A Harris Interactive poll of consumers taken shortly after the fire revealed sagging scores for quality, trust and intent to purchase for all seven cruise lines included in the survey. A May follow-up poll revealed a further decline.

But some Wall Street analysts said the damage was mostly confined to Carnival Corp. brands, and of those, mainly to Carnival Cruise Lines.

Analyst Sharon Zackfia of William Blair & Co. said that since March, Carnival Cruise Line's prices have been down 15% to 20% compared with the same time last year. She recently reduced her rating on Carnival Corp., saying its problems had deepened beyond the short term.

Frank said the number of recent analyst downgrades for Carnival Corp. was significant. He recalled that at a meeting for investors in Southampton, England, aboard Princess Cruises' new Royal Princess, he got a very positive reception from the shareholders, but there were concerns.

"I think they wanted assurances we would be proactive on all of these issues," Frank said.

As for Dickinson's role, Frank said that the request for a fresh look at the marketing and distribution practices at Carnival evolved from discussions with the heads of its various brands.

He said Dickinson's exact role had not yet been "fully vetted out" when a memo announcing his contract was obtained by the news media. He said Dickinson would be meeting with the brands in coming days to get their input.

Frank also stated that the "entire cruise market," not just Carnival, is going through a rough patch.

At a Royal Princess news conference, Jan Swartz, Princess Cruises' executive vice president for marketing, said Princess would take advantage of Dickinson's advice and counsel.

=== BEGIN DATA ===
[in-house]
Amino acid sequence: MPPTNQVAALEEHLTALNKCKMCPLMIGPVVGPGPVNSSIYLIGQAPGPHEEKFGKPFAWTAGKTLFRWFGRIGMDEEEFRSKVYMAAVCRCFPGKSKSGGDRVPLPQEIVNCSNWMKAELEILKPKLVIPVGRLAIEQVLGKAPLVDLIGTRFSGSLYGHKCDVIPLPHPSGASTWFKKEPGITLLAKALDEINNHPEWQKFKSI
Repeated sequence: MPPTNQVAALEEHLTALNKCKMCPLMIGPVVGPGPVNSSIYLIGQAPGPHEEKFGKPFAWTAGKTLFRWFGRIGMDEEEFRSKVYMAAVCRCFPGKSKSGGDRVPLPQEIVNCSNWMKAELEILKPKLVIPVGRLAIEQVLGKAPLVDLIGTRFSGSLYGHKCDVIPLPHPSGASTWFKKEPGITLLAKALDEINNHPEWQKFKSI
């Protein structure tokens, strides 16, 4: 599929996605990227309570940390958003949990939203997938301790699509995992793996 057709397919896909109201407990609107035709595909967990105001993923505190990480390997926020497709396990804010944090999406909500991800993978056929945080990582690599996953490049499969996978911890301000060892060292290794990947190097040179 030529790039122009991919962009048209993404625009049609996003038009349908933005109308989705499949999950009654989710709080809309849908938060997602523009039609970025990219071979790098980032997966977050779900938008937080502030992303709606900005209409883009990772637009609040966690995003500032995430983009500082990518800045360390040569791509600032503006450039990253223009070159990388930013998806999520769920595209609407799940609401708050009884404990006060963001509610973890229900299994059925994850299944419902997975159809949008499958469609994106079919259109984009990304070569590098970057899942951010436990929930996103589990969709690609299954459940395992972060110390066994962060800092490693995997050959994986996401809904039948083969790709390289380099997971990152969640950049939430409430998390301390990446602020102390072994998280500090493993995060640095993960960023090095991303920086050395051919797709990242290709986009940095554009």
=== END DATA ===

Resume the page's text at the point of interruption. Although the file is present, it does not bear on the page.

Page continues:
"Bob has a strong reputation as one of the key figures who helped create the cruise industry," she said.

Like many travel sellers, Bill Smith, head of the cruise division at the Virtuoso consortium, said Dickinson's appointment would be good for agents. As a result of the retirements of veteran executives like Dickinson and former Regent Seven Seas president Mark Conroy, he said, "the industry lacks people who know the value of the agent relationship."

But Smith also recalled that Dickinson would provoke agents at times by, for example, asking them to stay open on nights and weekends.

"He's a clear speaker who can challenge the distribution system," Smith said.

Smith, a former executive at several cruise lines, also said Dickinson's appointment could be uncomfortable for current cruise brand presidents, including Dickinson's successor, Gerry Cahill.

"If I were them, I might be looking over my shoulder," Smith said. Dickinson downplayed that idea, saying his role would limited to recommendations.

"It's up to me to build a compelling enough case to make it irresistible to the line management," he said.

Travel network executives were clearly enthusiastic about Dickinson's new role.

"We're anxious to see Bob's ideas for our mutual success," said Jeffrey Anderson, vice president for marketing at Avoya Travel.

Vacation.com President John Lovell described Dickinson's appointment as "great for agents. Bob has been, is and will continue to be an advocate for the distribution channels."

Brad Tolkin, co-chairman and CEO of World Travel Holdings, said, "The industry has had some challenging press. Bob can be a great spokesperson for the industry at large, and his suggestions will certainly be insightful."

Follow Tom Stieghorst on Twitter @tstravelweekly.